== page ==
Caring for the Condemned: Does It Make Sense to Treat the Mental Health of Someone Facing Execution?

How the new mental health facility for California’s death row inmates reflects our nation’s ongoing ambivalence about the death penalty.
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(Photo: T Woodard/Flickr)

(Photo: T Woodard/Flickr)

The last man executed in California was Clarence Ray Allen in 2006. He was serving a life sentence for burglary and the murder of a woman who’d informed on him. While serving time, Allen arranged for the deaths of three other informants, earning him a spot on death row. No one has been executed since due to ongoing challenges to the state’s execution protocols. But since Allen’s execution, 44 death row inmates have died, some from drug overdoses and suicide, raising concerns about the treatment of these inmates.

There are 746 inmates on California’s death row, which is more than any other U.S. state. Florida and Texas follow with 410 and 278 respectively. Most of the inmates on California’s death row have been there since the mid- to late 1990s, which means that they have been waiting more than 20 years for their execution. Allen, for example was 76 by the date of his execution and had spent 23 years on death row. As of April 2014, Texas has already executed seven people this year; Florida, six.

Now, in compliance with a court order in the case of Coleman v. Brown, the California Department of Corrections and Rehabilitation (CDCR) is hustling to build a 40-bed mental health facility for its death row inmates housed at San Quentin. (The majority of death row inmates are male; there are currently 19 women on death row in California.) The Coleman court determined in 1995 that the CDCR requires court supervision to ensure that California prisons don’t violate the Eighth Amendment’s prohibition against cruel and unusual punishment in their treatment of mentally ill inmates. Despite the state’s claims that it has improved conditions, a three-judge panel has consistently ruled otherwise. The bulk of the Coleman proceedings have dealt with how mentally ill inmates were processed and treated. In particular, the court found that condemned inmates have special requirements because they are not housed with the general population. But does it make sense to treat the mental health of someone facing execution?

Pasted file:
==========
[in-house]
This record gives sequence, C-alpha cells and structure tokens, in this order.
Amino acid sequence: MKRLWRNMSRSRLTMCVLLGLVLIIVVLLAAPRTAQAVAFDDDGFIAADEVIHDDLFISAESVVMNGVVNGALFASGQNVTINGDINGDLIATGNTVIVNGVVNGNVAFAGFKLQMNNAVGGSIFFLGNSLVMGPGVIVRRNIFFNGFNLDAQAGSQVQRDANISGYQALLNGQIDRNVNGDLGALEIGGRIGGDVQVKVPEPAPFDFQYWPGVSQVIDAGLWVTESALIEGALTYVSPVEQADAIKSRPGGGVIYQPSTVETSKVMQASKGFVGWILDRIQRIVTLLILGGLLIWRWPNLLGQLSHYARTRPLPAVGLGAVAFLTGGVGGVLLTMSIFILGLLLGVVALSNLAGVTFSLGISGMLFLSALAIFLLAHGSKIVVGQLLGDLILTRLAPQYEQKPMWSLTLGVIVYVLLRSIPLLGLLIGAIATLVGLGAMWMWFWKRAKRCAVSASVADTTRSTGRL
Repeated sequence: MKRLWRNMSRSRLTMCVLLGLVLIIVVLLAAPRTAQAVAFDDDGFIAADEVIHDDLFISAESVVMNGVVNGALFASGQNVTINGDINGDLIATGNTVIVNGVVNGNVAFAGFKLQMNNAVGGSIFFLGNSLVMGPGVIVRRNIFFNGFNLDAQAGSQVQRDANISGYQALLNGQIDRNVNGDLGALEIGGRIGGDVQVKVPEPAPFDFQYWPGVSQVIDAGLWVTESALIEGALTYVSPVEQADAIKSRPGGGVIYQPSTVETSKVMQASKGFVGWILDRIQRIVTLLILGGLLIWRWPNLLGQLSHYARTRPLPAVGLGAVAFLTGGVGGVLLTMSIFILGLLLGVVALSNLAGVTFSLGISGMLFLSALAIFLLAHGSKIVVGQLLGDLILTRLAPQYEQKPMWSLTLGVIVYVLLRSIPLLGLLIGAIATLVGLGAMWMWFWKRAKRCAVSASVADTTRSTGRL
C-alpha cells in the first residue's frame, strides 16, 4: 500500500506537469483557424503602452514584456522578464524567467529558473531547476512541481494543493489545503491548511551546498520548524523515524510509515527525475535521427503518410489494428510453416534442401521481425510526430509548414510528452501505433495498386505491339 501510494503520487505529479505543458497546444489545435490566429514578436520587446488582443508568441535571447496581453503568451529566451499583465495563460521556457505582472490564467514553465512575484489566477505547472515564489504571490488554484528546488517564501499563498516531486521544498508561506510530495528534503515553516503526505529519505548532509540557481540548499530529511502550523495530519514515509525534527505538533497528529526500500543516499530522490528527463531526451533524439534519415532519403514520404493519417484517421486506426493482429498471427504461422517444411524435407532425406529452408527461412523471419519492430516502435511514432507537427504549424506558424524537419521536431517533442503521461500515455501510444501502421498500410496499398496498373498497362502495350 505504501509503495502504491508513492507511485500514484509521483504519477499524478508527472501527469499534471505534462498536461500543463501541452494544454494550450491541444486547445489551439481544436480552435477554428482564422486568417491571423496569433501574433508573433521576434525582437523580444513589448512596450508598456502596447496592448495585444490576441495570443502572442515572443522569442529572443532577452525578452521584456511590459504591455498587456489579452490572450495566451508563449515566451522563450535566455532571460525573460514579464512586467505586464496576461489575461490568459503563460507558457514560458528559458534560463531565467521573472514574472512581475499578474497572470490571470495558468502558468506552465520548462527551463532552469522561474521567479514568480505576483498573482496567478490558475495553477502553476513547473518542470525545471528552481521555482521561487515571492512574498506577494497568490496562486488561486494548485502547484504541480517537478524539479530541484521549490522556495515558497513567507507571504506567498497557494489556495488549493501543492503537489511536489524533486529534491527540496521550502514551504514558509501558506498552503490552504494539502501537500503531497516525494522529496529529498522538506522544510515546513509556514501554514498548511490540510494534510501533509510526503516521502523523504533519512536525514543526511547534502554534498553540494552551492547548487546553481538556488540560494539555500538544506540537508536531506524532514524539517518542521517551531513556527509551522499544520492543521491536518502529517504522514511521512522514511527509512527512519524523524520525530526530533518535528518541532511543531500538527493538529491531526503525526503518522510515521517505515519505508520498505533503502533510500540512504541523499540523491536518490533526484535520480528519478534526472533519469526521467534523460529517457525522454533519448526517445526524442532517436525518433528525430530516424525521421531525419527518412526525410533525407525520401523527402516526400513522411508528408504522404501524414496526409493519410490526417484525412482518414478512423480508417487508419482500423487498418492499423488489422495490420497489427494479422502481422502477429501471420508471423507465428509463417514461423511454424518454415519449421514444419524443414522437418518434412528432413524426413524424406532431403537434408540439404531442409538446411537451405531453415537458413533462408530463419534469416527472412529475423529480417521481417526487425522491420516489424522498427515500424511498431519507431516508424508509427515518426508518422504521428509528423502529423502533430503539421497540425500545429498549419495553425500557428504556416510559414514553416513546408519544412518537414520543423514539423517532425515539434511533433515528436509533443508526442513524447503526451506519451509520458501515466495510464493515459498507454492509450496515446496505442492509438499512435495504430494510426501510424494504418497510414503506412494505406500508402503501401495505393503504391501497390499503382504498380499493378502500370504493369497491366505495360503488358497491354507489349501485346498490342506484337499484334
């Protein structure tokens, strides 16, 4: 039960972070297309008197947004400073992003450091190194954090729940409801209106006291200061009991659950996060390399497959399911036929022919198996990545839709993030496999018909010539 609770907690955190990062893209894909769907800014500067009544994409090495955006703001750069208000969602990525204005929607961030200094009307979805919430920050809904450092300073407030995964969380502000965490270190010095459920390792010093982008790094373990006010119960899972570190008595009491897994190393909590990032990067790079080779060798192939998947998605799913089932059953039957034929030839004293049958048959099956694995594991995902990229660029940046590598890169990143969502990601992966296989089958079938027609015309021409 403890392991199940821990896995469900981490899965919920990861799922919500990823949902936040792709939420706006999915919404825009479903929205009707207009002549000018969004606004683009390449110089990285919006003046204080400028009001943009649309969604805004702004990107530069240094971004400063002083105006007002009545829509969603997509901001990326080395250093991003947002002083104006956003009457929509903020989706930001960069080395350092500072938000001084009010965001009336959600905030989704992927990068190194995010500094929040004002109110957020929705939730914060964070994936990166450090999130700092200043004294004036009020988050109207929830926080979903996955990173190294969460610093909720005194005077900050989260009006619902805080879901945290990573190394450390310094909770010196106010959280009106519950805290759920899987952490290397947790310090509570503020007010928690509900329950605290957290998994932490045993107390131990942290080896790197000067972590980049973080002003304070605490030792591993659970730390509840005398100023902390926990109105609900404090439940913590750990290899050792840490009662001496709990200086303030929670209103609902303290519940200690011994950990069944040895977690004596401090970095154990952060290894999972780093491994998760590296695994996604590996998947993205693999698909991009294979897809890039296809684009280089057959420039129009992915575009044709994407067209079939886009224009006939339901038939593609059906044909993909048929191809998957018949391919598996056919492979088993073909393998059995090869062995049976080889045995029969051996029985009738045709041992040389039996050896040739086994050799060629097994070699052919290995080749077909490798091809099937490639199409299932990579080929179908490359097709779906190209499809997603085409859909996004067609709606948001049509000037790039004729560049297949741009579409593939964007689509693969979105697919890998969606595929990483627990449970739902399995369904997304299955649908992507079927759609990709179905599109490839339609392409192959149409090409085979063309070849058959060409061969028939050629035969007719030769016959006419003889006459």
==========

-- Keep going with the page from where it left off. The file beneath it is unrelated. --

Most of the inmates on California’s death row have been there since the mid- to late 1990s, which means that they have been waiting more than 20 years for their execution.

To some people, it seems to violate common sense, and it’s even a source of dark comedy. In order to best treat inmates on death row, we should eliminate the death penalty, one might argue. It’s hard for most of us to imagine how it would feel to know that your execution date will be set any day—or any year—now. And, because the Supreme Court has held that a state cannot execute someone who is incapable of understanding what is happening and why, ultimately, the idea behind mental health treatment is to make someone “well” enough to execute. (It should be noted that both the American Medical Association and the American Psychiatric Association state that it is unethical to medicate someone for the purposes of execution.)